The basic far lateral approach can be understood as simply an inferiorly and more laterally oriented retrosigmoid craniotomy. The occipital bone removed for the far lateral approach differs from a retrosigmoid craniotomy, however, in that the craniotomy extends to the foramen magnum. To this basic bone exposure, the following additional maneuvers may be added, depending on the individual case: (1) C1 hemilaminectomy, (2) drilling the occipital condyles, (3) transposition of the vertebral artery (or resection of the C1 transverse process), and (4) resection of the jugular tubercle and/or jugular process (Table 9.1).

Many variations of the far lateral approach have been described, encompassing many different maneuvers designed to increase exposure and obviate any retraction of eloquent structures. The far lateral approach is best understood by simplifying its classification into three categories: (1) the standard far lateral approach, in which a lateral suboccipital craniotomy is extended to the foramen magnum and a C1 hemilaminectomy is performed; (2) the transcondylar far lateral approach, in which the posterior occipital condyle is further drilled; and (3) the extended transcondylar approach, in which in addition to the foregoing additional bone is drilled, including the rest of the condyle exposing the hypoglossal canal, the jugular tubercle, the jugular process, or the transverse process of C1 (i.e., vertebral artery transposition). This classification reflects common clinical practice in that (1) resection of the occipital condyle is not always necessary, and (2) drilling the posterior third of the occipital condyle is usually all that is necessary to provide adequate anterior exposure. The extended transcondylar approach, including drilling of the entire occipital condyle, jugular tubercle, transposition of the vertebral artery, etc. is seldom necessary.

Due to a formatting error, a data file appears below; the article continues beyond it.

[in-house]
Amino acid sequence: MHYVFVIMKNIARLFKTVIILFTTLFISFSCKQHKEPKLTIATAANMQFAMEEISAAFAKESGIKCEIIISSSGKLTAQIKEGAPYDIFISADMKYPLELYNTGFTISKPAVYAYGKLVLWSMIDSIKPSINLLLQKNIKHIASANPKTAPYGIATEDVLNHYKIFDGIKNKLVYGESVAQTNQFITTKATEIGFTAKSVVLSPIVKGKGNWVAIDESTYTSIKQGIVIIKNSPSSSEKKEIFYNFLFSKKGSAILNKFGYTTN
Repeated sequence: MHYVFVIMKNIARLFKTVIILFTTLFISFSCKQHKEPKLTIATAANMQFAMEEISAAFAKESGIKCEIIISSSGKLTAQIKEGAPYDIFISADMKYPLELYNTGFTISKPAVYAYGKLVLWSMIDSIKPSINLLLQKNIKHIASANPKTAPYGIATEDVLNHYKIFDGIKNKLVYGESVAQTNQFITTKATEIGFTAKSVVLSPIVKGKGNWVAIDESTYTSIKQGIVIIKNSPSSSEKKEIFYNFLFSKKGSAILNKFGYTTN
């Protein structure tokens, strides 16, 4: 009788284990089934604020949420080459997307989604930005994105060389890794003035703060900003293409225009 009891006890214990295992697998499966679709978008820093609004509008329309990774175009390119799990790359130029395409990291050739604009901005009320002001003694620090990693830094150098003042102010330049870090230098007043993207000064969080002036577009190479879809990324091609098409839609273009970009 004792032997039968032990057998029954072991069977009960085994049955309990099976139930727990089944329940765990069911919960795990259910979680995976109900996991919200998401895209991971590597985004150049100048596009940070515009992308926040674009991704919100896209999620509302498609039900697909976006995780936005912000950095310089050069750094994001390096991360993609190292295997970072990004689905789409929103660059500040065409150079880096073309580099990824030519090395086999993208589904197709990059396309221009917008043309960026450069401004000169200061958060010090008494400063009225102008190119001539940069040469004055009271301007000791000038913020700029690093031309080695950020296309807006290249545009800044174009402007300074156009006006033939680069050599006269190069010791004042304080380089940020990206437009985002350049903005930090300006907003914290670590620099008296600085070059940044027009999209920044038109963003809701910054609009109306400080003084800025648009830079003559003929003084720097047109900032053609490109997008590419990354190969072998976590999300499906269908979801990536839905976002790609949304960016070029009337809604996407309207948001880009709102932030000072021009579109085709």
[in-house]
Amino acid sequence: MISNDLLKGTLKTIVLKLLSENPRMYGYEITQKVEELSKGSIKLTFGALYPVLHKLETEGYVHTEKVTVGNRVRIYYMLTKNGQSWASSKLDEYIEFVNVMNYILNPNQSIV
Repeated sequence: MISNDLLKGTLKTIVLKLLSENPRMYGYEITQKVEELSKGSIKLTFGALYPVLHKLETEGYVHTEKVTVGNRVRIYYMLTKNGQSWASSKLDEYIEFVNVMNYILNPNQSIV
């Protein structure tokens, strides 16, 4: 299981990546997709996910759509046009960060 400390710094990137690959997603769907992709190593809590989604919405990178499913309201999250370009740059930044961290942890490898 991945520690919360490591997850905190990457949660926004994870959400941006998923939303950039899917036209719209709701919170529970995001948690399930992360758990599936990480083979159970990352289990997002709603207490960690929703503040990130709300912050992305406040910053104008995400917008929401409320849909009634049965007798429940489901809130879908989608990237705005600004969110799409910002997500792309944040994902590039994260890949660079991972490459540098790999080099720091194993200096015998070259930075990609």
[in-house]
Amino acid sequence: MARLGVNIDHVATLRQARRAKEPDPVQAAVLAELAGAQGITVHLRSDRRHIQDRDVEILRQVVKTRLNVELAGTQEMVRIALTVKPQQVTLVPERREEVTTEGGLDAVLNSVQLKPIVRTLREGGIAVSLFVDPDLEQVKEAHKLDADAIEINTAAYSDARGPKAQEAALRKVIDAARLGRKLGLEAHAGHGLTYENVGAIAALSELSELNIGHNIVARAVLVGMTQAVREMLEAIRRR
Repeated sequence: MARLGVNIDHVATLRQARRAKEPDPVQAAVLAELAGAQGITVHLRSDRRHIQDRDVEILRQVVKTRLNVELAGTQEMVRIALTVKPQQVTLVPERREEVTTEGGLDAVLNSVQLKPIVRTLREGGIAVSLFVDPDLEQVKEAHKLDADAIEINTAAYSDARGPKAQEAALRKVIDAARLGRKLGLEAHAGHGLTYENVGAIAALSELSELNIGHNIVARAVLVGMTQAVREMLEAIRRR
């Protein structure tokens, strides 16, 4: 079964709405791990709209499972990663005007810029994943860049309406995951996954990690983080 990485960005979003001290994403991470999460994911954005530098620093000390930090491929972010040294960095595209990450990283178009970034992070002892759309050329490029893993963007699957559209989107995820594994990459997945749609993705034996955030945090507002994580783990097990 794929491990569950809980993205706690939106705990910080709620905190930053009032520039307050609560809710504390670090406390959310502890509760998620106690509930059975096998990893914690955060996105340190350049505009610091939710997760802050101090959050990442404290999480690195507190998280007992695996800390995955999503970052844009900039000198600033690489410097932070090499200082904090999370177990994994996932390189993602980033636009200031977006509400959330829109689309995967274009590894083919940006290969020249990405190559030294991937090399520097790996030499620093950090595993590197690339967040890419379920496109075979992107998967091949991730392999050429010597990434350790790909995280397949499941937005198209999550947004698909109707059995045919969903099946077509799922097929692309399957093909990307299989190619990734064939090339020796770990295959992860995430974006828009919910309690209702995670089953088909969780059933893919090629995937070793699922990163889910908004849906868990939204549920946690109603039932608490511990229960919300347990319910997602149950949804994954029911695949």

image Surgical Anatomy

The sternocleidomastoid muscle attaches superficially to the mastoid process and runs anteriorly. The suboccipital muscles have three distinct layers and attach widely to the mastoid and occipital bone. Surgeons should be familiar with the anatomy of the occipital triangles; a standard anatomy textbook should be consulted for this purpose if necessary. In practice, though, this “layer-by-layer” anatomy is not seen, as the muscles of the suboccipital triangle are elevated together from their periosteal attachments.